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One of the advantages of writing these posts every week is that I have an instantly searchable record of all the dumb things that I thought over the past few years. Maybe that’s a disadvantage. I’m not sure really. Well, what’s done is done.
A quick search through the past archive for “Blender” returned a dozen articles. The oldest mention was from 2011. That’s sort of a while ago. In 2013 I was pondering moving to using Blender as my main 3D modelling tool. In 2014 I was fighting with the interface and some of the more obscure tools. By 2015 I seemed to be rounding the corner, and I no longer had my finger hovering over the “buy Maya” button. I was still having some trouble fully committing to using Blender, but I wasn’t really looking back either.
Finally, after all that time, and a lot of models built, animated, and rendered, last month I realized I was thinking in Blender. I wasn’t looking for Blender equivalents of tools from other programs. I was looking for keyboard shortcuts to make the tools available faster and more convenient. I have added a few shortcuts of my own to personalize Blender to the way I want to work.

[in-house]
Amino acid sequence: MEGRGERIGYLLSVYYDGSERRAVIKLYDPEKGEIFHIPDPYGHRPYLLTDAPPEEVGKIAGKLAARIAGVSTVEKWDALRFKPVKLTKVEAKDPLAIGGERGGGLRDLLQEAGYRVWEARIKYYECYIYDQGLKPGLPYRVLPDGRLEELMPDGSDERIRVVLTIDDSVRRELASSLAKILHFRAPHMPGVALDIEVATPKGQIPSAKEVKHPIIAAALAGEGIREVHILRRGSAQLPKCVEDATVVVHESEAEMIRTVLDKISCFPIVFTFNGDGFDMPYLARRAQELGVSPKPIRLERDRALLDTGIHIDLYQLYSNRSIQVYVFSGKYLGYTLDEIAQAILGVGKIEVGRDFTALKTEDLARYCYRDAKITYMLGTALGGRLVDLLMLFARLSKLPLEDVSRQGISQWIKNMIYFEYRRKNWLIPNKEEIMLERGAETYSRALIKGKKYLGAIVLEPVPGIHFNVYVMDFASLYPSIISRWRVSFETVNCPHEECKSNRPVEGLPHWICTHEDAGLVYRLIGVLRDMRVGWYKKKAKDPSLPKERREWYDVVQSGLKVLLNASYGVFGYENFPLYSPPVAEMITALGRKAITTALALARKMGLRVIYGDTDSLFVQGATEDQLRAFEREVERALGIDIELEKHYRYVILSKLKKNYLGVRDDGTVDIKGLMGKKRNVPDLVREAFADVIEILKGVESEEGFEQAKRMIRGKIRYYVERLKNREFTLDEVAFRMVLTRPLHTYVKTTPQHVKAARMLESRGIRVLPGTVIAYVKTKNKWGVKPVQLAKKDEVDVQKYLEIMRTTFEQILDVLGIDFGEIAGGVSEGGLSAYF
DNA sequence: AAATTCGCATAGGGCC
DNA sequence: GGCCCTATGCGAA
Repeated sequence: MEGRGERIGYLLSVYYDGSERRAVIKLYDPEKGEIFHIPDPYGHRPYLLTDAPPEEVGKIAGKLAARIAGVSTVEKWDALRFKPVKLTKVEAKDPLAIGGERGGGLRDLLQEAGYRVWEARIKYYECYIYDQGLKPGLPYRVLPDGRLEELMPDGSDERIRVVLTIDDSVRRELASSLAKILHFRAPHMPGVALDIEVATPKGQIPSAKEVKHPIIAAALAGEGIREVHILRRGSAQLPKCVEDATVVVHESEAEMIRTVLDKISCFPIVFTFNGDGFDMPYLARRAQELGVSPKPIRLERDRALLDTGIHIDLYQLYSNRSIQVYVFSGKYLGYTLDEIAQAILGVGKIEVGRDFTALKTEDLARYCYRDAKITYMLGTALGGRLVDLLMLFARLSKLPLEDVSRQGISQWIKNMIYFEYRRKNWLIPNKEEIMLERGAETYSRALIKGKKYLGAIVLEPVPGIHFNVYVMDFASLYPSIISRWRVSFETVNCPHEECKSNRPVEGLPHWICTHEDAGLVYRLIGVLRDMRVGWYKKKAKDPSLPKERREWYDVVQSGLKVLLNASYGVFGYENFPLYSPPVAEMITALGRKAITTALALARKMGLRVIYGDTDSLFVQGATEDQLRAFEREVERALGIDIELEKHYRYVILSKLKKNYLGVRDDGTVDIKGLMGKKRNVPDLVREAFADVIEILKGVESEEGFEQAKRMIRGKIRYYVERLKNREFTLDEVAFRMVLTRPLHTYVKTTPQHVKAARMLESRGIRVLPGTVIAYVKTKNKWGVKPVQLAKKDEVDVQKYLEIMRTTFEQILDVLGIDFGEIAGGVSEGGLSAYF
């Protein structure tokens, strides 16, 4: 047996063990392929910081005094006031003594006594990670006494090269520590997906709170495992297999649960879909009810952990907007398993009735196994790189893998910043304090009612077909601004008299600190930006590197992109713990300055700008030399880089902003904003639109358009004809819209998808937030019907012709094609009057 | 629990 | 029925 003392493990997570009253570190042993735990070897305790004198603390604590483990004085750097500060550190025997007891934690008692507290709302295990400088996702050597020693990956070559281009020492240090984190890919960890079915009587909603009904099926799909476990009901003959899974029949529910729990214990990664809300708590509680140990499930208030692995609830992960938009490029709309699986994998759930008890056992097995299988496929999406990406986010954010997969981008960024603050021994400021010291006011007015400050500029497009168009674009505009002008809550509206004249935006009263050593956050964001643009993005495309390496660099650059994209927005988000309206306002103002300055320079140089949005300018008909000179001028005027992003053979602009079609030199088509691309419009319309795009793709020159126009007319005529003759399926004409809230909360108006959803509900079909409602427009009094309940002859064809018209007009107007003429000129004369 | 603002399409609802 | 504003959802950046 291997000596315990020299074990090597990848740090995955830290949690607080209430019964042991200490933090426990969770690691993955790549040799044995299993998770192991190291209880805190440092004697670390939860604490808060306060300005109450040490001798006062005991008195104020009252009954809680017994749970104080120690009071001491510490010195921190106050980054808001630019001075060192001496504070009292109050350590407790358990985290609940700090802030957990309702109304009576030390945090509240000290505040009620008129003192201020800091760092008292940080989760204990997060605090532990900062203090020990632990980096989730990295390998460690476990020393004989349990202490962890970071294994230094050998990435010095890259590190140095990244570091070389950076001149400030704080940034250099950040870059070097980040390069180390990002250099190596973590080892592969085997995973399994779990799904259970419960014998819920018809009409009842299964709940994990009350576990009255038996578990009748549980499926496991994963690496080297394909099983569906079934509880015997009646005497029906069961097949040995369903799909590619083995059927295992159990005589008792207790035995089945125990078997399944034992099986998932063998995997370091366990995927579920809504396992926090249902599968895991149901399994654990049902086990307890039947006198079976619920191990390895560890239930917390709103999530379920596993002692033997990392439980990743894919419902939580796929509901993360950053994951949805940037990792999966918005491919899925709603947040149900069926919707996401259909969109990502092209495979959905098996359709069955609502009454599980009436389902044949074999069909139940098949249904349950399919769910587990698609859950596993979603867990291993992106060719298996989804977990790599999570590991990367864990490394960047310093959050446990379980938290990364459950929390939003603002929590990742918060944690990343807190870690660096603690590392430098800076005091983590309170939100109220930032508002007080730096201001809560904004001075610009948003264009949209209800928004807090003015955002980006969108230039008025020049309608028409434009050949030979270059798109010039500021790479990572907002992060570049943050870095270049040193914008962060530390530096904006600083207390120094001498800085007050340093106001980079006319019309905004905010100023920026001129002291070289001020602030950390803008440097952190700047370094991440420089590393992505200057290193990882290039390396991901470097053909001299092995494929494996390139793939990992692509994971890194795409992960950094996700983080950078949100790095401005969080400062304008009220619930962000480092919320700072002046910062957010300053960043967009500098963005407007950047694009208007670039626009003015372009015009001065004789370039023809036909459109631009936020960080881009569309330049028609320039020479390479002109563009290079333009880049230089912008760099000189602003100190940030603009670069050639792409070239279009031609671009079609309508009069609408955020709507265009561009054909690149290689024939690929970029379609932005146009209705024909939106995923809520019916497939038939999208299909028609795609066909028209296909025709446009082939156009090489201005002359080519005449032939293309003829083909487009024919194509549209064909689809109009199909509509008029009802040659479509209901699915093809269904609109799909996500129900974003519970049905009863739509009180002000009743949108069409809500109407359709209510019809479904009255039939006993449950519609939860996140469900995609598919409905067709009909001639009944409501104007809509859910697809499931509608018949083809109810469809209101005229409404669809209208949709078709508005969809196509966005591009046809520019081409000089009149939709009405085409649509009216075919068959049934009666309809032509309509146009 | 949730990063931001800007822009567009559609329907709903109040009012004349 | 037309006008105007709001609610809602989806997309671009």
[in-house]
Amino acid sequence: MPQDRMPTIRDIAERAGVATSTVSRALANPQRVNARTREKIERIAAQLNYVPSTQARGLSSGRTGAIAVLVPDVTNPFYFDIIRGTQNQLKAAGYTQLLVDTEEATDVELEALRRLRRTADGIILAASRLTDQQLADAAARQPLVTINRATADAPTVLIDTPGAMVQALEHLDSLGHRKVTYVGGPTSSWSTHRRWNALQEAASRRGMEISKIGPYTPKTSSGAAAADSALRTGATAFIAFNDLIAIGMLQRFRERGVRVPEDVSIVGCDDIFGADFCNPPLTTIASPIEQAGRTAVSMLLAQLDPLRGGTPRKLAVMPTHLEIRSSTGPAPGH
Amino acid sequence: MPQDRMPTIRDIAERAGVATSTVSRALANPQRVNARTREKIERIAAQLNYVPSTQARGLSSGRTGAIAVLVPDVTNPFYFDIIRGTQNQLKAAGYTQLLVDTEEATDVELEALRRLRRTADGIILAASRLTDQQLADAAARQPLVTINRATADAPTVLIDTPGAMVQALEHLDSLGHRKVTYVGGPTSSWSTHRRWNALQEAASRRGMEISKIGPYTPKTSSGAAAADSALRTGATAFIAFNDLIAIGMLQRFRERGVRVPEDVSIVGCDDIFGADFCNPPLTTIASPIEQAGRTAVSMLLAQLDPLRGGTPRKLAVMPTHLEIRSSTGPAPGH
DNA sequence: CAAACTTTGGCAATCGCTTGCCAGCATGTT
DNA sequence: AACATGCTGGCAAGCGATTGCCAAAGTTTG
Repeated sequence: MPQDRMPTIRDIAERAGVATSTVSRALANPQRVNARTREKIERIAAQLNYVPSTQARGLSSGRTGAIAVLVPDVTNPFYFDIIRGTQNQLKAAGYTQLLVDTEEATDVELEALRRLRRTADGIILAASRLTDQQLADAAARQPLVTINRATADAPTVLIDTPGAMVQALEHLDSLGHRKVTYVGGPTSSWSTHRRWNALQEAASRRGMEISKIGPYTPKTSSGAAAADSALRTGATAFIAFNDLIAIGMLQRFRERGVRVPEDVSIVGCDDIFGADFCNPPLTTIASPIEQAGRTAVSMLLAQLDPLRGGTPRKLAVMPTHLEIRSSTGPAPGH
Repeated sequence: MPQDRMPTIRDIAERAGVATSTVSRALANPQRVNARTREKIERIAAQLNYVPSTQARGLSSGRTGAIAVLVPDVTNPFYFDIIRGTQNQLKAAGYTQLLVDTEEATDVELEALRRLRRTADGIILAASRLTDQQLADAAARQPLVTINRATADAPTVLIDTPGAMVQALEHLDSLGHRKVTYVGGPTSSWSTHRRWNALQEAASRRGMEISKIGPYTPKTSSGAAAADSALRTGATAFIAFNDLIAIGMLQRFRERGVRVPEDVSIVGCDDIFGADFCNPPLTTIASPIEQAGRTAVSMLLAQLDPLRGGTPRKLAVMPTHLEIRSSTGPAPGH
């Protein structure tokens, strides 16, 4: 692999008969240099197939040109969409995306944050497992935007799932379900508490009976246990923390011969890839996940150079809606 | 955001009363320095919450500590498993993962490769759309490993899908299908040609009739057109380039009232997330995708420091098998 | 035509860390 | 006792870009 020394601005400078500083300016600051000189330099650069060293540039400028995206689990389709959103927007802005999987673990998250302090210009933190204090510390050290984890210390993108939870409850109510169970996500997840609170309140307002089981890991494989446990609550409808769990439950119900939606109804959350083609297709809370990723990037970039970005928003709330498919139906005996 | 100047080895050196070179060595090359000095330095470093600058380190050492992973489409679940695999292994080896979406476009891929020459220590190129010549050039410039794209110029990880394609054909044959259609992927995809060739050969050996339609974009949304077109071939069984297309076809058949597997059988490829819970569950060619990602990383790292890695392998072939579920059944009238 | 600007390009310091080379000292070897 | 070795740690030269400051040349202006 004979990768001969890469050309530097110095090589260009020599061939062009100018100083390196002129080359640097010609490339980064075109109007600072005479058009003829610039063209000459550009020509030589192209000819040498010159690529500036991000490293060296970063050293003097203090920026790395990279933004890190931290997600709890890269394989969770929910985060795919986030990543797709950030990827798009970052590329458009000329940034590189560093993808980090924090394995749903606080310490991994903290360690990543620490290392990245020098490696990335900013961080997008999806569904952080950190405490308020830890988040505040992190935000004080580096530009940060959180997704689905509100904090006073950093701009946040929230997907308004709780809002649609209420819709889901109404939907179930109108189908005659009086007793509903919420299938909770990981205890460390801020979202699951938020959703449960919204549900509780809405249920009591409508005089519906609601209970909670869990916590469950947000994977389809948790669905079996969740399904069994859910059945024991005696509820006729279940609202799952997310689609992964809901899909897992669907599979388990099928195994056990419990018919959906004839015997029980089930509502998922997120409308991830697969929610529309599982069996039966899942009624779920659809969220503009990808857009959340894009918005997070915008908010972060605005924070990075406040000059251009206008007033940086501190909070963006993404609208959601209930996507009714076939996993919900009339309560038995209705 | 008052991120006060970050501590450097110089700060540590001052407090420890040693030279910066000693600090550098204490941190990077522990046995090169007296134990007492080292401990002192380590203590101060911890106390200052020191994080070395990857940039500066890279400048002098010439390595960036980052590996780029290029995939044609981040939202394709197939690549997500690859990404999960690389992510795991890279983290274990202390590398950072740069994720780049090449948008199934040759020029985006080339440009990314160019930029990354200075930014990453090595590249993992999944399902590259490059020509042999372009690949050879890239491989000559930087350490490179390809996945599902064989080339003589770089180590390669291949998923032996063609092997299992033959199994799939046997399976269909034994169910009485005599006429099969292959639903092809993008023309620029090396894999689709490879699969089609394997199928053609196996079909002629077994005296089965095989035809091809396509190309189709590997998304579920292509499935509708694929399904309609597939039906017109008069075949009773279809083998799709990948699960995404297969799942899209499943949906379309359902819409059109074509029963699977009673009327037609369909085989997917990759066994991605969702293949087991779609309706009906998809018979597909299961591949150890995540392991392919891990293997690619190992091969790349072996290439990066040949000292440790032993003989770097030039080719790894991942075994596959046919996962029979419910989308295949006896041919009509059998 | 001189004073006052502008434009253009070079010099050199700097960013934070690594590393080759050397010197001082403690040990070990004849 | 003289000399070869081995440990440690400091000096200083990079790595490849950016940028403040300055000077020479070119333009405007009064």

It only took five years, but I got there. Or maybe I’m getting there. It’s hard to say. Whatever the case I finally feel comfortable using Blender for all my 3D modelling needs.
Last week I tried Clara.io and had a quick look at Onshape. They are web based 3D tools that let you work on models using a web browser. While they might be limited now, it’s really only a matter of time before a web based art creation tool becomes a kids first, and maybe only tool. Professional workflows will be based around a tool that never actually resides on the user's computer. For a lot of writers, this is already the case.
In five years, I’ll be able to do a search for this post and pinpoint the time when I started learning whatever comes next.

This post is licensed under CC BY-NC-SA 4.0 by the author.
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